(A year ago, against all European laws, the Zaventem mayor enacted a very unlawful decree. Not one word of French was to be spoken in Zaventem (in the city hall). No one in the European community ever said one word against it either! It kind of opened the way to what’s going on in Belgium right now.)
For some reason... I think that she wanted to buy a car and needed an ID and she realized she no longer had a Belgian ID (which would be like a ‘green card’).
So she went to the Zaventem city hall to get it renewed. There she was told to come back with an interpret, which she did, of course, quite appalled though.
In Zaventem, before issuing her a Belgian ‘green card’, they asked for her French ID as a proof she was not ‘I honestly don’t know what’ since we all are European citizens (and she sounded terribly French. We have a clipped accent very different from the French-speaking Belgians). She also had proof that she was married to a Belgian guy. Belgian but not Flemish.
The poor woman had forgotten to get a new French ID when her last one expired more than 10 years ago.
And even worse, she no longer had a Consular ID card... She had no second home in France which meant no possibility to get an ID card in France.
This was her fourth time to the Consulate in order to try to register there again.
Quite hard obviously because she has to prove that during those 23 years, she has been living in Belgium. She never worked. All the bills were paid by her husband. The only proof she has: a few Belgian medical bills. Some people don’t realize how lucky they are not to be sick, though.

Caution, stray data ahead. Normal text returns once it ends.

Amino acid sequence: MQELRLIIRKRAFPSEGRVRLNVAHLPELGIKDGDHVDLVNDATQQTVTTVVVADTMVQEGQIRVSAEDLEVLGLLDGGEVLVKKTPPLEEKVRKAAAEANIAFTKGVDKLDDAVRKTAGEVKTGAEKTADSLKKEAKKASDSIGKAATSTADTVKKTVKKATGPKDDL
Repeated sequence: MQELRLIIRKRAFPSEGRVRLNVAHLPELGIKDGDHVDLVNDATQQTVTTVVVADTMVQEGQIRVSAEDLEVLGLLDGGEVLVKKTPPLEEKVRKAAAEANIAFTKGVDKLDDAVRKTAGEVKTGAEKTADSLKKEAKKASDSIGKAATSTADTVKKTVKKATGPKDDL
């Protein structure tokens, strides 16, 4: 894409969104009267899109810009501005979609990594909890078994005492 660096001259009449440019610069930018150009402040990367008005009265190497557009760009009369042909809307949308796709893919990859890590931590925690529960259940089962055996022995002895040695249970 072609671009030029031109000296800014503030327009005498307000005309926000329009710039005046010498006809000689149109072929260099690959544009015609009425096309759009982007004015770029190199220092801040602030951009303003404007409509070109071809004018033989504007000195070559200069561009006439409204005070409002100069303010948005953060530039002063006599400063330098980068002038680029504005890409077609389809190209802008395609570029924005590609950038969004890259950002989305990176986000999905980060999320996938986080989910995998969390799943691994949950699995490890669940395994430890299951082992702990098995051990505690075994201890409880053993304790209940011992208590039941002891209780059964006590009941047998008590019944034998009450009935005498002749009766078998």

I was listening to her. How can you spend so many years without any ID in Europe?
Could something like this have happened to me? I remember balking at the idea of getting my new ‘green card’, a year ago because I never ever use it and I hate the city hall anyway.
Popeye who is really law abiding got really mad... So I went to the city hall and got my new card. It went well this time but this is another story.
This woman’s story was very enlightening for me. I know she will eventually end up getting all her papers back.
What if she had not been born in France from French parents. What if she had been naturalized French from Africa or North Africa? Not too hard to imagine what would have happened to her then. No papers... Impossible to get new ones. A story by Kafka.
And then while she was waiting, she kept on talking about her life in Zaventem, Flanders, Belgium. Obviously, we all were living in French-speaking Brussels. So we stood there gaping. (Popeye was still trying to sleep, knowing very well that I would tell him the whole story anyway.)
It was a little bit hard to stomach when she told us that her best friend (born and raised in Belgium but French speaking from Brussels) had to pass a Flemish test in order to be allowed to buy a house in Zaventem, two months ago.
I’m not talking about the end of the world. I used to go to Zaventem quite often to buy stuff at Ikea or to pick Popeye at the airport. Zaventem is about 10 minutes away from the heart of Brussels.
Creepy, isn’t it!
I don’t care anyway (just kidding). I made a friend. He’s Azeri and very nice. He speaks French and loves opera!
I almost forgot to tell you the great news - our French IDs are being processed at last... 8 more weeks to wait for them... But we did get safely through bureaucracy! Thank goodness we never forgot to keep our Consular IDs renewed.
*Good Luck, and Good Night*